When it comes to selecting presidential candidates, California
been big, but not very important. Its huge number of delegates were
awarded so late in the game, they tended to ratify rather than
influence the outcome.
Yet eight months before Iowans start the nomination process, the
Golden State is thick with candidates: Bill Bradley is in the middle
of a 10-day visit that should conclude as Democratic opponent Al
comes calling later this week, both of which precede the end-of-
trip by Republican George W. Bush.
All of which shows that the nation's presidential nomination
process is beginning to bend to the weight of California.
Specifically, a much earlier primary, an "open" voting system, and
the costly media-heavy campaigning needed to do well here are all
combining to influence the nature of the 2000 election, say a range
of political analysts.
Some of the changes are obvious. For instance, California's March
7 primary, weeks earlier than it used to be, forces candidates to
Other changes are consistent with the evolution of presidential
politics. Campaign spending, already rising, gets a further boot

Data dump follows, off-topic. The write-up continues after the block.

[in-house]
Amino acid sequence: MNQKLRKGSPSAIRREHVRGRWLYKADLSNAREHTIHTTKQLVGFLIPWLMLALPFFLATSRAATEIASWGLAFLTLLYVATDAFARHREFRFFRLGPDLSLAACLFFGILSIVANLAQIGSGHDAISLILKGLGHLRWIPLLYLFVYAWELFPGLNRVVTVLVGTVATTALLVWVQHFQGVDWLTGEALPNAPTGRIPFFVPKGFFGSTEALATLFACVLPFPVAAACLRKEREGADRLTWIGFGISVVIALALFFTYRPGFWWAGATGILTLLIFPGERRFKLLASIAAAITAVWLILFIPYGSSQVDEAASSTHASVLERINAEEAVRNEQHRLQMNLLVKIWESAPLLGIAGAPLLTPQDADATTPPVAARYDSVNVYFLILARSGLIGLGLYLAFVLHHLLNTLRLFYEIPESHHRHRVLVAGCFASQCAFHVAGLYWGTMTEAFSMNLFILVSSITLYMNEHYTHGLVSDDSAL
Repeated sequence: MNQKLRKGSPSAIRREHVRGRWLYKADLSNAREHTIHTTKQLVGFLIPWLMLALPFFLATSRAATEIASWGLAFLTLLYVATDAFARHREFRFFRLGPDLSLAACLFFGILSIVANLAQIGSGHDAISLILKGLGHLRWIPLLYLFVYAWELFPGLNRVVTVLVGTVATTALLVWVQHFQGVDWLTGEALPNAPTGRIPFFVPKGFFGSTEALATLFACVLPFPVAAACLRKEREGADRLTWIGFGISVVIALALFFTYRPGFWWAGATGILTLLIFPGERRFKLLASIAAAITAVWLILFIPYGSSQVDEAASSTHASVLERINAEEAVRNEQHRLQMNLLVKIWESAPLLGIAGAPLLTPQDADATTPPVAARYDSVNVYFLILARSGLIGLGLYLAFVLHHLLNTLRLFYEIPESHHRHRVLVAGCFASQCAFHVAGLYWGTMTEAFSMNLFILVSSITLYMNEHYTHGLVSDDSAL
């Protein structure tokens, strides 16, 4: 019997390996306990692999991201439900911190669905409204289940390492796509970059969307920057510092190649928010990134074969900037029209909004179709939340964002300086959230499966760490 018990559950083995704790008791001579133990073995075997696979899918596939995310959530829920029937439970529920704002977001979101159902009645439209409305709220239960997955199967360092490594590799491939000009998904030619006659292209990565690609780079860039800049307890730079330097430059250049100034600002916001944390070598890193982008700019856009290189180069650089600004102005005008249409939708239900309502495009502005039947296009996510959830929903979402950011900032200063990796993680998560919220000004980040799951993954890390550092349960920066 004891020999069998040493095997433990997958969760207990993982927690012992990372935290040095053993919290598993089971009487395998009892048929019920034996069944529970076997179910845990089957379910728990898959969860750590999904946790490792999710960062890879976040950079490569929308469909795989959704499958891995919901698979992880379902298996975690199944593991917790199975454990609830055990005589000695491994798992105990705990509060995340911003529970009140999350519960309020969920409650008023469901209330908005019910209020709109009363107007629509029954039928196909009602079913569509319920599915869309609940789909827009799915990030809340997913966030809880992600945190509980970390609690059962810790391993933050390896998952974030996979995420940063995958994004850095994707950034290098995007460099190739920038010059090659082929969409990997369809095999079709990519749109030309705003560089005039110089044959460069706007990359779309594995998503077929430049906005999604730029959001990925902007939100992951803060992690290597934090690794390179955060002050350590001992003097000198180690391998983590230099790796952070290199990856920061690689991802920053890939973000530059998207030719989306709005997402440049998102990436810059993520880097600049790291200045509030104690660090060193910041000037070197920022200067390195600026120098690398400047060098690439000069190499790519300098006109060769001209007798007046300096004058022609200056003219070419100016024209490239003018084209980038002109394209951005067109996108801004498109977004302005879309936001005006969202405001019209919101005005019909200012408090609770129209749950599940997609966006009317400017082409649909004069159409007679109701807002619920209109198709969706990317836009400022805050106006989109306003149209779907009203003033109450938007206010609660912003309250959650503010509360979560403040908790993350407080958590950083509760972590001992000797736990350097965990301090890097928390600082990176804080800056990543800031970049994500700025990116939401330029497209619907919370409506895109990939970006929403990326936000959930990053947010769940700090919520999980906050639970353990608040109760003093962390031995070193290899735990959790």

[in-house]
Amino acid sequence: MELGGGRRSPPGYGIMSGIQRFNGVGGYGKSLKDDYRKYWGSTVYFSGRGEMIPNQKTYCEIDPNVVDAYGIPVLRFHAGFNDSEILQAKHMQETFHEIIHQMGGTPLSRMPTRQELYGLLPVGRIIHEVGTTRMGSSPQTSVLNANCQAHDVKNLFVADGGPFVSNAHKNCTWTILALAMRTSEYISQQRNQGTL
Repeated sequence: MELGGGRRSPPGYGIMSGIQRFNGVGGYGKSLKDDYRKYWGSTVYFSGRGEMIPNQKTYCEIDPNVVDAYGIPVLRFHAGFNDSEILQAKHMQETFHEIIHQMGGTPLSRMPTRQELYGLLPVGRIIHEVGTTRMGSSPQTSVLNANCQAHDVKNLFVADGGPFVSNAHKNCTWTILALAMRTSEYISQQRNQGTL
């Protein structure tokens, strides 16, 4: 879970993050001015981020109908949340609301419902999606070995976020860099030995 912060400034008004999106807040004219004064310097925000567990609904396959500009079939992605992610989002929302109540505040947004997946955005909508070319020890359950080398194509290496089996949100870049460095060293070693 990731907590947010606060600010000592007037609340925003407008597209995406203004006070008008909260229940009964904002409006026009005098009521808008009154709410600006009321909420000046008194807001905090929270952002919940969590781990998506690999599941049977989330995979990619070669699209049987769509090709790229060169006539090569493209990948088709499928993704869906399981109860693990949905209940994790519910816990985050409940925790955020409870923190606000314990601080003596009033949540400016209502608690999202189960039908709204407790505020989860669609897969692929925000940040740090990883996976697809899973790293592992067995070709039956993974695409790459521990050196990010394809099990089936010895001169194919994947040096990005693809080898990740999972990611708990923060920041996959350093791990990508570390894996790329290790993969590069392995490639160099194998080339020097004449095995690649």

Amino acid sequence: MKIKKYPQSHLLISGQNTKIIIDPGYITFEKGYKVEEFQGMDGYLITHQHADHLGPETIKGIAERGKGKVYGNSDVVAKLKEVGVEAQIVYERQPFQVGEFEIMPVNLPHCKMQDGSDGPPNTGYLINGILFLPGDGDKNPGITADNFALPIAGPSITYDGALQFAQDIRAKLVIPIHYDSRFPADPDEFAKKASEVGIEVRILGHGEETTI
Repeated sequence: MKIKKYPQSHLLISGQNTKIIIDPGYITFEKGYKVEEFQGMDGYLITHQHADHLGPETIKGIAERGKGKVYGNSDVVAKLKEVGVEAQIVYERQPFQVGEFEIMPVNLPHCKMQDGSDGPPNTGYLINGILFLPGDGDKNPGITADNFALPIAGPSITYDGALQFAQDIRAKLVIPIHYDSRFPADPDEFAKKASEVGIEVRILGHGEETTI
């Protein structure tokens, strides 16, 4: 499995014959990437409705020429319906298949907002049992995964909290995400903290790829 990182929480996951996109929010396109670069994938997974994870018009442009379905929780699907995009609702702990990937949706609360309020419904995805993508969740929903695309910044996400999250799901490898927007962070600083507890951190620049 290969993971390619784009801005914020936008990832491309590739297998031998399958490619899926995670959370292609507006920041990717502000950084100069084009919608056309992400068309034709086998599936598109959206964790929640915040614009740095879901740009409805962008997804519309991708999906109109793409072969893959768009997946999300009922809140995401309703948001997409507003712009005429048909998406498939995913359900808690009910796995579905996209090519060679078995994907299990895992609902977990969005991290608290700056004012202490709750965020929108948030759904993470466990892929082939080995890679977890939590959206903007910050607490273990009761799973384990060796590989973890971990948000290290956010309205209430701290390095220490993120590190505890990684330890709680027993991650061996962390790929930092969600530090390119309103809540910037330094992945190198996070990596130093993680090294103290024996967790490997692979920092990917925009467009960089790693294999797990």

upward given the demands in California. And the earlier, more
compressed nomination process means candidates must move faster to a
broader, wholesale message that will resonate in this diverse state,
as well as in New England, Southern, and Midwestern states also
voting March 7.
But one of the most intriguing changes may be how to calibrate a
campaign for California, whose voters for the first time in a
presidential primary will be allowed to vote for whomever they
choose, regardless of party affiliation.
Candidates will continue to receive delegates based only on voters
registered with their party. But the so-called "beauty contest"
aspect of the California primary, given the size and diversity of
state, could well make this primary more of a mini-general election
than a nomination choice. In other words, the outcome of the overall
tally, not just who won each party's nomination, could be an
unusually revealing indicator of what may come in November.
"The beauty contest portion of the California primary will
simulate a national election more than any other state has in the
past because, to win, a candidate will have to demonstrate true
national reach to win everything from ... Central Valley to Silicon
Valley," says Phil Trounstine, communications director for Gov. Gray
Tony Quinn, Republican analyst and political demographer in
Sacramento, agrees: "This state is so huge that what'll be important
is the open vote tally, rather than just the party delegate count. …